Peacefully, Nigerian women win changes from big oil

Last Thursday, women blocked the entrances of two oil company facilities, the latest in a month of protests.

The town museum in Calabar, southern Nigeria, contains a striking section on a 1929 Niger Delta protest known as the "women's war." The conflict, which stemmed from opposition to British colonial rule, escalated after villagers in the Owerri province clashed with a mission teacher carrying out a tax assessment. Local women sent folded fresh palm leaves to neighboring communities as a signal to begin attacks against buildings symbolizing the imperial presence.

"The white men should return to their own country," says a piece of contemporary propaganda quoted at the museum, "so that the land in the area may remain as it was many years before the advent of the white man."

More than 70 years later, the women of the oil-rich delta are stirring once more. On Thursday, hundreds of women blocked the gates of ChevronTexaco and Shell offices in the southern port of Warri. For several hours, workers at the two locations were kept from entering or leaving the facilities. By Friday, the protest had ended peacefully.

This protest was the latest in a month of all-women demonstrations that began July 8 with a 10-day siege of ChevronTexaco's offices in Escravos. Observers say that protests by women are becoming the most effective tool to force social improvements by US multinational oil companies doing business in Africa.

The Escravos women, who ranged in age between 30 to 90, used a potent tactic: they threatened to take their clothes off. Public nudity would have embarrassed the expatriates among the terminal's more than 1,000 workers and caused a deeper sense of shame for many Nigerian employees.

"By the time the women bare their chests and go around, people are really in trouble," says Bolanle Awe, one of the founders of the Women's Research and Documentation Centre at Nigeria's University of Ibadan. "It's a curse on whoever the ruler is."

The tactics and determination of the Escravos women helped persuade Chevron to send senior executives to negotiate concessions. The company agreed to employ more local people, invest in electricity supply and other infrastructure projects, and assist the villagers in setting up poultry and fish farms to supply the terminal's cafeteria. The social gains apparently secured by the Escravos women contrast with the frequent violent and fruitless clashes that have taken place between young men and the police and army.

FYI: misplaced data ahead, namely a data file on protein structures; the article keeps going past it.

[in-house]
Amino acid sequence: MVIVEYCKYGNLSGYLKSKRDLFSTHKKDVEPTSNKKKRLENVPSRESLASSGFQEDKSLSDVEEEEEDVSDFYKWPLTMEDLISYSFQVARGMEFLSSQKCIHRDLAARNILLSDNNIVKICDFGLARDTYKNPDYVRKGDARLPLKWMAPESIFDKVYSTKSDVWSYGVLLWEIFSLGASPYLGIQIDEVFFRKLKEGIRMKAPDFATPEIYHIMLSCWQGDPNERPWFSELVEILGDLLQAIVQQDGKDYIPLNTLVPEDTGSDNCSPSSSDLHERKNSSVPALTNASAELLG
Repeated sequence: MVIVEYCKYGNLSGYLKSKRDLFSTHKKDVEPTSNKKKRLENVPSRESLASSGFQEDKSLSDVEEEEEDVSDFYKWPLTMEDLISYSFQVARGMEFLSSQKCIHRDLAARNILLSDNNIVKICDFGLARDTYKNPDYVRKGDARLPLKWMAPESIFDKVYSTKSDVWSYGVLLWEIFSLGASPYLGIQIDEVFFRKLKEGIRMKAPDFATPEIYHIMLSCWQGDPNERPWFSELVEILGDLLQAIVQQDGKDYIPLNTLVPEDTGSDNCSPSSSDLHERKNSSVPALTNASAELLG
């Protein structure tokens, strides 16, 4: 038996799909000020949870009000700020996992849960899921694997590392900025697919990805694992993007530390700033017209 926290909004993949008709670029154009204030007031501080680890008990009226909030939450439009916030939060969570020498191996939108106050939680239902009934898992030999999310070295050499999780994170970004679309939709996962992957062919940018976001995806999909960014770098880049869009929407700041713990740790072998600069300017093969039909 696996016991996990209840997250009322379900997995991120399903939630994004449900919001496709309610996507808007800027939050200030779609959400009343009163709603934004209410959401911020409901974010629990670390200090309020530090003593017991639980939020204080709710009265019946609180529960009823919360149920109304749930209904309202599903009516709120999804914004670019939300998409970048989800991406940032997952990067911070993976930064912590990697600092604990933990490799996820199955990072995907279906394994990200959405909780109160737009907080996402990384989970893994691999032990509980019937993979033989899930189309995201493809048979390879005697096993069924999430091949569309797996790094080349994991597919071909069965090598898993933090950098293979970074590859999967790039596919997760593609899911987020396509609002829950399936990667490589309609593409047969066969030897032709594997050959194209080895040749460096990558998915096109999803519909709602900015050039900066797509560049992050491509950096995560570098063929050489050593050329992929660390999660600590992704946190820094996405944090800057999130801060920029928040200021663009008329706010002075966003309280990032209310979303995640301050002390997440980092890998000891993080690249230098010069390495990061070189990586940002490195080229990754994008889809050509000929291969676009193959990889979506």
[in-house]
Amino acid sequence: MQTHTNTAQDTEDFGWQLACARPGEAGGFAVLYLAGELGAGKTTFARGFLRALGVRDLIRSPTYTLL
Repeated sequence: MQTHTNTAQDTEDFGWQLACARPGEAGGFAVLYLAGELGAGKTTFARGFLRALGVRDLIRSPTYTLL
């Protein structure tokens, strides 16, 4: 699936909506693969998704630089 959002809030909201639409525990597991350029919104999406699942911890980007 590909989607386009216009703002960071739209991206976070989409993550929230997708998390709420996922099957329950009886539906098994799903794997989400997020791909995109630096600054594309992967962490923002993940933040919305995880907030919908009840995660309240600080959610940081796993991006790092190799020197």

"They knew if the women went the authorities wouldn't use force," says one person familiar with the local villages. "That's what they were betting on."

The protests often reflect widespread frustration among delta people at the disconnect between the wealth springing from their land and the lack of local development. Nigeria, one of the world's top 10 oil producers, has earned some $250 billion in oil revenues over the past four decades. The squandering of the money because of governmental corruption, together with the pollution and disruption often caused by the oil companies, has nurtured a deep sense of popular bitterness.

The protests echo a tradition of female dissent in the delta that stretches well beyond the anti-imperial demonstrations of the late 1920s. The trend has spawned at least one book – "Nigerian Women Mobilized" (University of California, Berkeley, 1982) – an account of women's political activity in southern Nigeria from 1900 to 1965. The author, Nina Emma Mba, said protest has occurred on both individual and collective levels, within and across communal boundaries, and has involved both peaceful and violent methods.

"Generally their political activity has in- cluded only women," she wrote. "[It] has been informed by a shared consciousness of being a disadvantaged sex with special interests."

The activism of southern Nigerian women may have further roots in religious and commercial practices. Graham Furniss, professor of African languages and literature at London's School of Oriental and African Studies, notes that the south of the country has a greater focus on market trading by women and a lower concentration of Muslims than the north. "In an Islamic society, the role of women tends to be quite different, particularly in a public arena such as markets," Professor Furniss says. "It's not that they aren't organized and don't have views – but they wouldn't necessarily have the public presence that's necessary for concerted, open political action."

The flurry of female radicalism is far removed from the coordinated, Internet-assisted campaigns against multinationals in industrialized countries. The villages around the Escravos terminal have no access to telephones or computers. Travel is difficult and costly as well; a trip from Escravos to Warri takes three hours by boat and costs $6, a week's pay for the average Nigerian.

• Material from the Associated Press was used in this report.

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